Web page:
Laser technology could be used to attract attention from aliens

Laser technology could be used to attract attention from aliens

The "porch light" could be particularly useful to attract any neighborly alien astronomers living close by - perhaps around Proxima Centauri, the closest star to Earth, or TRAPPIST-1, the star located some 40 light-years away that's host to seven exoplanets, three of which are potentially habitable.

"I wanted to see if I could take the kinds of telescopes and lasers that we're building today, and make a detectable beacon out of them", Clark said in a press release. MIT has a different idea, and its concept is to use existing laser tech to create a beacon that could attract any advanced extraterrestrial civilizations that are actively searching for life in the universe themselves.

If alien astronomers DID spot the signal, we could also use it to send a message in Morse Code, says MIT scientist James Clark.

The research suggests that a laser, 1 to 2 megawatts in strength and coming from a telescope at least 100 feet in length, aimed into space, could get the attention of civilizations as far as 20,000 light years from Earth. Either setup, he estimated, could produce a generally detectable signal from up to 20,000 light-years away.

More news: Ozone layer hole will 'totally heal within 50 years'

On the other hand, they are aware that the probability of establishing a contact with an extraterrestrial intelligence is small, but does encourage researchers in SETI projects (Search for Extra-Terrestrial Intelligence), to support the development of the laser technology with the aim that one day we can squeeze a hand grip to aliens, hidden somewhere above our heads! He compares it to the Air Force's Airborne Laser program, known as the YAL-1, a prototype from the Reagan era which consisted of a 747 with a giant laser grafted onto the nose, meant to shoot down ballistic missiles. The 30-meter telescope would be much larger than any we now have as the trend is toward building multiple smaller observatories.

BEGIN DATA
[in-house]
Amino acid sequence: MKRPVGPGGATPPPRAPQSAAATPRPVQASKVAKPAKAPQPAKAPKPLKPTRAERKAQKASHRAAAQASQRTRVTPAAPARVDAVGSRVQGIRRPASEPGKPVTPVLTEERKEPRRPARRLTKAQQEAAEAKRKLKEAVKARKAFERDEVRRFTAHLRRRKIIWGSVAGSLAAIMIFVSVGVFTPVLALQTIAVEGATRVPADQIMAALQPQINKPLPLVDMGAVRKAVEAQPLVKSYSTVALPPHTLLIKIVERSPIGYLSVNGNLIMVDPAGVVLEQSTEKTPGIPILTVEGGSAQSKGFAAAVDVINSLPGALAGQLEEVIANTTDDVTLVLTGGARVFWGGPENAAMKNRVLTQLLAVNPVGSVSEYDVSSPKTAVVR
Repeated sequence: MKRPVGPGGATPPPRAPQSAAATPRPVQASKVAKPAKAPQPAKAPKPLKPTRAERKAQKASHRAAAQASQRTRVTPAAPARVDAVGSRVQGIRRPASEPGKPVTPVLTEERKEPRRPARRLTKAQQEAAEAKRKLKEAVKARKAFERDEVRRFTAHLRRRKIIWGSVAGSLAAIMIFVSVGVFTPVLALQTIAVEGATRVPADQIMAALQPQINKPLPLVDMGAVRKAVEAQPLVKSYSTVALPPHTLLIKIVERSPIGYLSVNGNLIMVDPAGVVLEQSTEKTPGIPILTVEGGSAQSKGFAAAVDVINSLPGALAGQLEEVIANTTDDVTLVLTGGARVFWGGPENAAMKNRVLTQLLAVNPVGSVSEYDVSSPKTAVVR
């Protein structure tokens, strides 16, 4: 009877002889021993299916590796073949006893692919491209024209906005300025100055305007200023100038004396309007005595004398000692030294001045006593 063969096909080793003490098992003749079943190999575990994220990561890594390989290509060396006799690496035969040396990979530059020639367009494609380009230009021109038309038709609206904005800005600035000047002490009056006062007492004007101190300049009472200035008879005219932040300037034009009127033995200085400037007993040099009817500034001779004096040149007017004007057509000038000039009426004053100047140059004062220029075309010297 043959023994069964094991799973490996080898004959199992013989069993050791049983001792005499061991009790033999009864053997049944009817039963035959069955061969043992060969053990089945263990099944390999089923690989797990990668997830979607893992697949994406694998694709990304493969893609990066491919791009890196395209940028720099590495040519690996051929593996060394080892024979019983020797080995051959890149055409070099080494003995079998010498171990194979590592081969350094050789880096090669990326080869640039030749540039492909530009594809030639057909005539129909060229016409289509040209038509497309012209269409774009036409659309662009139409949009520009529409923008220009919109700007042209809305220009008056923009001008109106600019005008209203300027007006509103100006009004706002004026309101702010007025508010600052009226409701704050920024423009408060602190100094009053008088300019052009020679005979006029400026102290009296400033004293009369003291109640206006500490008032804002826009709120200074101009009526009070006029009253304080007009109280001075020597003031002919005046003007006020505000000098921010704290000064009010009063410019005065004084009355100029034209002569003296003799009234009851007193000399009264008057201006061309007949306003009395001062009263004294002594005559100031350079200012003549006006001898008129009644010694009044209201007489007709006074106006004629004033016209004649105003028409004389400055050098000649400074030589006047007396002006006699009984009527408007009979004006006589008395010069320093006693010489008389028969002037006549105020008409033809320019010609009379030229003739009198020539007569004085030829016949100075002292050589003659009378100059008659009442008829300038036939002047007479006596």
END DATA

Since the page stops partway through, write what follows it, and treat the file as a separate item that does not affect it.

"This would be a challenging project but not an impossible one", he stated. The beacon could also damage any cameras onboard any spacecraft that happens to pass in its path. While Earth now has the technology to create the beacon, the beam would produce 800 watts of power per square meter that would damage a person's vision.

Clark says that if the tables were turned, we would be able to detect a signal sent from nearby stars but only if our telescopes were pointed directly towards the source, which would take an huge amount of luck.

"It is vanishingly unlikely that a telescope survey would actually observe an extraterrestrial laser, unless we restrict our survey to the very nearest stars", Clark says. "However, as the infrared spectra of exoplanets are studied for traces of gases that indicate the viability of life, and as full-sky surveys attain greater coverage and become more rapid, we can be more certain that, if phoning, we will detect it".